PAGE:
He’s considered buying a subscription to Sportsnet+ Premium, a streaming service that carries more than 1,000 games a year and caters to fans such as him, whose favourite teams are based in a different local market. That would give him the full season: 50 games produced by TSN, the Habs’ regional broadcaster, along with the team’s 32 games broadcast nationally by Sportsnet. But the $250-a-year price tag makes him blanch, especially since, like an increasing number of fans nowadays, he says he tends to “float in and out,” with his viewing – catching a few minutes here and there rather than whole games.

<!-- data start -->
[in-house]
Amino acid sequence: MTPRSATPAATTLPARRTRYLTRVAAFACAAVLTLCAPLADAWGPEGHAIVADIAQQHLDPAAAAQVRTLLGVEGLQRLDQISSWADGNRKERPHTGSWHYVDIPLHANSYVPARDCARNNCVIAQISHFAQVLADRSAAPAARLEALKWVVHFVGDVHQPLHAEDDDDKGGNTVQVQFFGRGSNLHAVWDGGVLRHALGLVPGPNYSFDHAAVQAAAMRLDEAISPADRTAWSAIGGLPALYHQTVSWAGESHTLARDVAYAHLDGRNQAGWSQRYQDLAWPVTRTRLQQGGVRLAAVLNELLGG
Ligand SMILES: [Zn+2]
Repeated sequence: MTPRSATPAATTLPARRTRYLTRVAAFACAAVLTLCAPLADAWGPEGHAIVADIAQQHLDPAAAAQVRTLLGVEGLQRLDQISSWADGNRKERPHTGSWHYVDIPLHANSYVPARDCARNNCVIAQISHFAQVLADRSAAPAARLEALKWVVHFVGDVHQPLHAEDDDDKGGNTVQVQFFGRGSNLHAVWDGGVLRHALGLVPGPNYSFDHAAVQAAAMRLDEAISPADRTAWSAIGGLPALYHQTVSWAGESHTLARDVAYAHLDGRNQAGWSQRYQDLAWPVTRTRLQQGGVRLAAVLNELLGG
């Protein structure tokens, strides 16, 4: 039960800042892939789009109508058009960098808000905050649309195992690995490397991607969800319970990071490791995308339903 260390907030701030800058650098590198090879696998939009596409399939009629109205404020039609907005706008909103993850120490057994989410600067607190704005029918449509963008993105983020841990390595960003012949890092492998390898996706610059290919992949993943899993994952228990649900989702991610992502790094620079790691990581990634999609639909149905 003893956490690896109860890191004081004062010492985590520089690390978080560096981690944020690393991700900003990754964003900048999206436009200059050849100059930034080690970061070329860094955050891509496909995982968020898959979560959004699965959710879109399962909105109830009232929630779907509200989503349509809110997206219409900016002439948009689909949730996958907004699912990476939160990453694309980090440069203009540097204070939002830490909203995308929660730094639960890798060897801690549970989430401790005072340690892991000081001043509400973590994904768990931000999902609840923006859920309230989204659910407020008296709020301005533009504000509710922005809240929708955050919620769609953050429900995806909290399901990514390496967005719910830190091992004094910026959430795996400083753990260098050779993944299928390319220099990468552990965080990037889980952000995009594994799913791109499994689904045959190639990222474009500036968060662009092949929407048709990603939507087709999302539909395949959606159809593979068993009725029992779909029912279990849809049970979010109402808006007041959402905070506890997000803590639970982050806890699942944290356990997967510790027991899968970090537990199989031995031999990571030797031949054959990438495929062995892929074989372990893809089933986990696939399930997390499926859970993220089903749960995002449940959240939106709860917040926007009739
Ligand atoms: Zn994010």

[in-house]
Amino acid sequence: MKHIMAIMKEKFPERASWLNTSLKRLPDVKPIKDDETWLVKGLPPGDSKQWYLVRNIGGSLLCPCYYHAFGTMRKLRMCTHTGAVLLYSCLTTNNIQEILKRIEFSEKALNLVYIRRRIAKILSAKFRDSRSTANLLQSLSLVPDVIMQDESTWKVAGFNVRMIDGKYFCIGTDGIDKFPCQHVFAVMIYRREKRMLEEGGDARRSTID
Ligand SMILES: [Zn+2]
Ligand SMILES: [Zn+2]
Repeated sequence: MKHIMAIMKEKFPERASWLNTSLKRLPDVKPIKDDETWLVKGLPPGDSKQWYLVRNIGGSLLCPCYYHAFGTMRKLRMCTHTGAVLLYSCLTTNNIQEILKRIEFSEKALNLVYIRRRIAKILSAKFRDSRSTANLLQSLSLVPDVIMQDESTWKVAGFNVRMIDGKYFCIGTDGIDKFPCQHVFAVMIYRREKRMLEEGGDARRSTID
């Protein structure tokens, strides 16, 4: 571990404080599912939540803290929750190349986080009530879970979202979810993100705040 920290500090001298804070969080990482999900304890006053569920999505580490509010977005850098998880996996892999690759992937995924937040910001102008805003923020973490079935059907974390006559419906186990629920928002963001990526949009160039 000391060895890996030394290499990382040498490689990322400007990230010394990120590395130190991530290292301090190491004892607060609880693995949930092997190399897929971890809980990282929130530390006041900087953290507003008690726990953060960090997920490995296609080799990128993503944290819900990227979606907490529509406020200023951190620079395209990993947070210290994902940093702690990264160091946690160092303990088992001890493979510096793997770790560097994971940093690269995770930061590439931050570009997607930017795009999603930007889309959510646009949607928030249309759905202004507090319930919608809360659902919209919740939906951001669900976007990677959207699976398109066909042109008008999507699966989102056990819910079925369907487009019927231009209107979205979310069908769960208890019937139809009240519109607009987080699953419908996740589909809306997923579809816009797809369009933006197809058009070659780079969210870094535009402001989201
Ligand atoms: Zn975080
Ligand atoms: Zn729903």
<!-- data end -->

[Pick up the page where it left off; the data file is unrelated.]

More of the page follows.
So, instead, he’ll just watch the Habs whenever Sportsnet chooses to feature the team on its free Saturday Hockey Night in Canada broadcasts, on either CBC or CityTV.
That weakening engagement is becoming a growing concern for pro leagues around the world, according to a new study. Fifty-nine per cent of respondents to a survey conducted by the global consulting firm Altman Solon said either they didn’t know on which platform or channel they could find the live broadcasts of their favourite sport, the broadcasts were blacked out, or they were too expensive.
“There’s an interesting changing consumption behaviour, related to sport,” said David Dellea, a director in the firm’s Zurich office.
“Increasingly, premium sports have been put behind paywalls,” he said. “This has brought monetization up. But the reach” – that is, the total viewing audience – “has become lower. When you combine this with an increasing interest in content highlights,” rather than live viewing, “and general cord-cutting, this is obviously a combination that is starting to get dangerous.”